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Bipartisan Bill Seeks Bond Expansion for Water Projects

Move would allow local governments to fund critical infrastructure

Congressmen Bill Pascrell, Jr. (D-NJ) and John J. Duncan, Jr. (R-TN) introduced legislation Thursday that would allow local governments to more easily access private funds for water infrastructure projects.

The Sustainable Water Infrastructure Investment Act of 2017 removes water and wastewater infrastructure projects from the Private Activity Bond (PAB) volume cap. PABs are a form of financing that allow state and municipal governments to issue tax-exempt bonds to private investors to fund costly infrastructure projects. Congress limits the use of PAB volume annually, although airport infrastructure projects have been exempted from the caps in the past.

"Our deteriorating water infrastructure regularly causes water main breaks in communities across our country, destroying property, disrupting neighborhoods and wasting our limited water supply,” Pascrell said. “By encouraging private investment to help fund critical water infrastructure upgrades, we are encouraging stronger investments in our country's future at a reduced cost to the taxpayer. This bipartisan legislation is a commonsense way to update our aging infrastructure and create jobs in the process."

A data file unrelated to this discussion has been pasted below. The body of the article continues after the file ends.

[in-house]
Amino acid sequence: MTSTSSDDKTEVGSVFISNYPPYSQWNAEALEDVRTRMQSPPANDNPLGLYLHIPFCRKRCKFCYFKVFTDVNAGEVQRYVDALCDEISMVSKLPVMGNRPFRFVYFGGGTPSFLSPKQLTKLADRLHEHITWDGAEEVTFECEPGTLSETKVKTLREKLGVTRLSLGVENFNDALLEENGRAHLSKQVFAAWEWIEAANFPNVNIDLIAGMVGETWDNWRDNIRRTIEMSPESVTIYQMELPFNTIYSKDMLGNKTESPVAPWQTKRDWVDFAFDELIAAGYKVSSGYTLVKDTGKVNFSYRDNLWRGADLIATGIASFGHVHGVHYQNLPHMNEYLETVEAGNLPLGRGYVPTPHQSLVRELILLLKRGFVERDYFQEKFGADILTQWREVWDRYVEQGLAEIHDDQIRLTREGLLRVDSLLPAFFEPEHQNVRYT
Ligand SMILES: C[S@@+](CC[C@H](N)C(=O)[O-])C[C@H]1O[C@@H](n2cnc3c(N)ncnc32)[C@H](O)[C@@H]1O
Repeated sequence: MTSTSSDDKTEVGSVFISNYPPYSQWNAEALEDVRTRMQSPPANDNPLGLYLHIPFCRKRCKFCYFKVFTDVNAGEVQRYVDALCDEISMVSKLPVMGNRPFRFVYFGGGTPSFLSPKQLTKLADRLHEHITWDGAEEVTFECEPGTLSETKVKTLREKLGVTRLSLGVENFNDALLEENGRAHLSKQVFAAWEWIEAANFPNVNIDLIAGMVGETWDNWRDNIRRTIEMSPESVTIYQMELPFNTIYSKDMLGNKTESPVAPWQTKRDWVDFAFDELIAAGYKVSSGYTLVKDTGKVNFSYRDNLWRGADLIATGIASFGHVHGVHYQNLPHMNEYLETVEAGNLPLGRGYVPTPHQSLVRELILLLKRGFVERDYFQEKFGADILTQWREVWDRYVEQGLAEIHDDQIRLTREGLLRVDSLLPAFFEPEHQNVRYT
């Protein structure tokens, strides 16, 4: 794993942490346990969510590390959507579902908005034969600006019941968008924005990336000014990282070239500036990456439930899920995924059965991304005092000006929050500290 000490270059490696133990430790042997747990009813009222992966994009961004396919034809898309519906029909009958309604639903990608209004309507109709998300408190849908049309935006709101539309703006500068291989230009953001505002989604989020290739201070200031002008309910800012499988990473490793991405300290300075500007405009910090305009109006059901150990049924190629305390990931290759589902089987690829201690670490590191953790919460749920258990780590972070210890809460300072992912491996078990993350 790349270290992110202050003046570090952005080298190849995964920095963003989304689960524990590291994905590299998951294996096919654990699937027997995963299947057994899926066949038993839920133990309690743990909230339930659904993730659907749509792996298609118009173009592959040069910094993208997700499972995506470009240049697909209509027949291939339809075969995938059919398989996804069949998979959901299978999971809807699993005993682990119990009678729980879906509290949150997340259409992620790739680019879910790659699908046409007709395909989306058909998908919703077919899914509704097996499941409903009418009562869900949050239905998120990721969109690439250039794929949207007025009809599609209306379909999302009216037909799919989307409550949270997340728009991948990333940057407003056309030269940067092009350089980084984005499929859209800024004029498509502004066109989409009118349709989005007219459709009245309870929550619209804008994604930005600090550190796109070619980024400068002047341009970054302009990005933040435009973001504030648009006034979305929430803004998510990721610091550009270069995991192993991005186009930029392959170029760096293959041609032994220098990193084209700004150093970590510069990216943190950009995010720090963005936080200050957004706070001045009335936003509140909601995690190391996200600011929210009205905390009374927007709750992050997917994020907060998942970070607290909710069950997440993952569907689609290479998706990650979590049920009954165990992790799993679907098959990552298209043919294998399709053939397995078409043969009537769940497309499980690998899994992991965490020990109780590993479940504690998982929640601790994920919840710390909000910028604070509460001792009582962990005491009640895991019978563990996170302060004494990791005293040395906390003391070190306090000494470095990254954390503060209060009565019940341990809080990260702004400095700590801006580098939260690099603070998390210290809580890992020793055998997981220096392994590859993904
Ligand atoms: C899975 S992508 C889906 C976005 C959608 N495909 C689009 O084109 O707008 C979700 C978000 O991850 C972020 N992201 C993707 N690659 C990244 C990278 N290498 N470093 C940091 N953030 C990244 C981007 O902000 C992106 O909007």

“Much of our Nation’s water infrastructure is more than 100-years old, and this bill will empower more states and towns to raise the funds needed to address this growing problem,” Duncan said. “Our Nation's health, quality of life, and economic well-being rely on adequate wastewater treatment and access to clean water. I have worked toward this goal for many years and will continue to do so as co-chair of the Clean Water Caucus.”

Raising the PAB cap on water infrastructure projects would leverage $50 billion in private capital investment, create 1.4 million jobs, and add $101.5 billion in tax revenue to federal, state and local governments.

The U.S. Environmental Protection Agency estimates hundreds of billions in infrastructure improvements are needed during the next 20 years in order to meet safe drinking water and sanitation standards.

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